Other bacteria can cause spoilage of the milk, and spoilage and poor yields of products. In addition to being a nutritious food for humans, milk provides a favourable environment for the growth of microorganisms. Yeasts, moulds and a broad spectrum of bacteria can grow in milk, particularly at temperatures above 16°C.
Microbes can enter milk via the cow, air, feedstuffs and the milker. Once microorganisms get into the milk their numbers increase rapidly. It is more effective to exclude micro-organisms than to try to control microbial growth once they have entered the milk.
Pasteurisation is the most common process used to destroy bacteria in milk. In pasteurisation, the milk is heated to a temperature sufficient to kill pathogenic bacteria, but well below its boiling point. This also kills many non-pathogenic organisms and thereby extends the storage stability of the milk. In the end you get milk that is nutritious.
The carbon cycle is a complex cyclical process through which all of the carbon atoms in existence rotate.
Under the right conditions carbon-based fossil fuels, coal, oil and gas are formed. These are mined from the ground. Carbon is released into the atmosphere: when fossil fuels are burned, by respiration of decomposers and by respiration of living organisms. Photosynthetic microbes and green plants take in carbon during photosynthesis and produce glucose. The gas oxygen is released as a waste product. Dead organisms and waste products decay bringing the carbon into the ground.Over millions of years and under the right conditions some decomposed remains will be turned into fossil fuels such as coal and gas. Without bacteria that take part in the carbon cycle, life on earth would cease to exist.
Nitrogen is required by all living organisms for the synthesis of proteins, nucleic acids and other nitrogen containing compounds. The Earth’s atmosphere contains almost 80 % nitrogen gas. It cannot be used in this form by most living organisms until it has been fixed, that is reduced (combined with hydrogen), to ammonia.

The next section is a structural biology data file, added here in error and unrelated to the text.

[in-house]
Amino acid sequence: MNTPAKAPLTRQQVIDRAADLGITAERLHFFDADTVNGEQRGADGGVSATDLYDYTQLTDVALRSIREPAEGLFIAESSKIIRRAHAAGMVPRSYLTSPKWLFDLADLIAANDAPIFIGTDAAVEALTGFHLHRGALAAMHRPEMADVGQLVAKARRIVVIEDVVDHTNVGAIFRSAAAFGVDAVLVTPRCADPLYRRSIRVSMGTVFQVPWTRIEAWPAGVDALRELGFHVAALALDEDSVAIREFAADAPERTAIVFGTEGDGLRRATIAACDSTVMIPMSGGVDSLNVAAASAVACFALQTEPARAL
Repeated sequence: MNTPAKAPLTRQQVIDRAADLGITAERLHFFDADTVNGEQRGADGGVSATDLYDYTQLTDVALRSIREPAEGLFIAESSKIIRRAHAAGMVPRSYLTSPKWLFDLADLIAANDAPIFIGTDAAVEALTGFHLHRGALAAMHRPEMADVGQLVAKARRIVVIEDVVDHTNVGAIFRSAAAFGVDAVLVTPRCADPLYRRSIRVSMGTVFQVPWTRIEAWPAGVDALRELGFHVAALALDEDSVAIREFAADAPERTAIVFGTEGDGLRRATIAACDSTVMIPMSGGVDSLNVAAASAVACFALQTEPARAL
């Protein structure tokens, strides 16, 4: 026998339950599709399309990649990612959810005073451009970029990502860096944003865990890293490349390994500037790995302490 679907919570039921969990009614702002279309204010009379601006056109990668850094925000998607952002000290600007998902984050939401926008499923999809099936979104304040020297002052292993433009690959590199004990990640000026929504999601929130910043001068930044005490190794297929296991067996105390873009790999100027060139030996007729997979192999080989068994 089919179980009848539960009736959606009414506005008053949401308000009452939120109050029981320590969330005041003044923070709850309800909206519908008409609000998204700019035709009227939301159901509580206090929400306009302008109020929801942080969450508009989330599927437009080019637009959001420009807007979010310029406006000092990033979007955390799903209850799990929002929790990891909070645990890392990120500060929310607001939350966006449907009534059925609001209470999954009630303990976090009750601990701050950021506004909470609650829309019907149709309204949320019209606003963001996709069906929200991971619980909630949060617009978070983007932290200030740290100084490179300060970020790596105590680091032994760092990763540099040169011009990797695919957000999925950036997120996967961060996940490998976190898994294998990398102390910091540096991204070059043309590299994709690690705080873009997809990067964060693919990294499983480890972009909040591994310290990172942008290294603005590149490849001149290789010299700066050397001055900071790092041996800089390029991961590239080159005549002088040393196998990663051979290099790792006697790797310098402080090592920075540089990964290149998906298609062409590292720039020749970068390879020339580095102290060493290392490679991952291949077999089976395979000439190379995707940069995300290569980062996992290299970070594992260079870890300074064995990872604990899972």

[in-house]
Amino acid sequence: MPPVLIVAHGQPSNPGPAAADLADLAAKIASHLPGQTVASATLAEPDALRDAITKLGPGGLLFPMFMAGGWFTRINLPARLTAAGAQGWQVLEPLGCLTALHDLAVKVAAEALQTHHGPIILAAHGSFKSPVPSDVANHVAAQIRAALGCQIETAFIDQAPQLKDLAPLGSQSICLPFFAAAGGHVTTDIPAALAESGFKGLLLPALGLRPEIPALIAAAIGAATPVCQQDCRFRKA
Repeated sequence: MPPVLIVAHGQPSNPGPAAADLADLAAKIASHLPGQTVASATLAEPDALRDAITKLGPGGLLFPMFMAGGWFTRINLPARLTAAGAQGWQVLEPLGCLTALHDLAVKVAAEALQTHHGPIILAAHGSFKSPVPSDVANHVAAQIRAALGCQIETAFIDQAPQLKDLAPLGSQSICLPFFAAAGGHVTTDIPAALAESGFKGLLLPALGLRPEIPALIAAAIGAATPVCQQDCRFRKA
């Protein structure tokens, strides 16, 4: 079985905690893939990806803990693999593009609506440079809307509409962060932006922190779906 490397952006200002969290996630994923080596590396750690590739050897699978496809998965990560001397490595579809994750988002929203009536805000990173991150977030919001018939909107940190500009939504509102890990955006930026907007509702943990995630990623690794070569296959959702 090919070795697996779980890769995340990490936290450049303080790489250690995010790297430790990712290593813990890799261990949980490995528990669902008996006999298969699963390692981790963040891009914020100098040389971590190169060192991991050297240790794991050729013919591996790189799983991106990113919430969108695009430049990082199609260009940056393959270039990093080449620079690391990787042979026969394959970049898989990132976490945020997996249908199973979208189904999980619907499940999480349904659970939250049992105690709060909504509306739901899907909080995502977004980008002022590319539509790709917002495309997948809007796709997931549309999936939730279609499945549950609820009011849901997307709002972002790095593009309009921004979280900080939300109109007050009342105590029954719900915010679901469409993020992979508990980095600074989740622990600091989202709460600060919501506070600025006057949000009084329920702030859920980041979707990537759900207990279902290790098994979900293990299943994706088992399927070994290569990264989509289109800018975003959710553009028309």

The nitrogen cycle is a series of processes that convert nitrogen gas to organic substances and back to nitrogen in nature. It is a continuous cycle that is maintained by the decomposers and nitrogen bacteria.
Plants absorb the nitrate ions by diffusion and active transport. The plants need the nitrogen for the synthesis of proteins and other compounds.
The nitrogen compounds are passed through the food chain as other organisms feed on the plants and each other. Waste products and dead organisms which contain nitrogen compounds are added to the soil. The decomposers - certain soil bacteria and fungi (ammonifying bacteria) break down proteins in dead organisms and animal wastes, releasing ammonium ions.
Nitrification is a two-step process that is carried out by the nitrifying bacteria. Ammonia or ammonium ions are oxidized first to nitrites and then to nitrates. Nitrates are reduced to nitrogen gas by denitrifying bacteria.
Nitrogen fixation - this is the first step in the synthesis of virtually all nitrogenous compounds.
Atmospheric fixation - this occurs spontaneously due to lightning. Only a small amount is fixed this way.
Industrial fixation - the…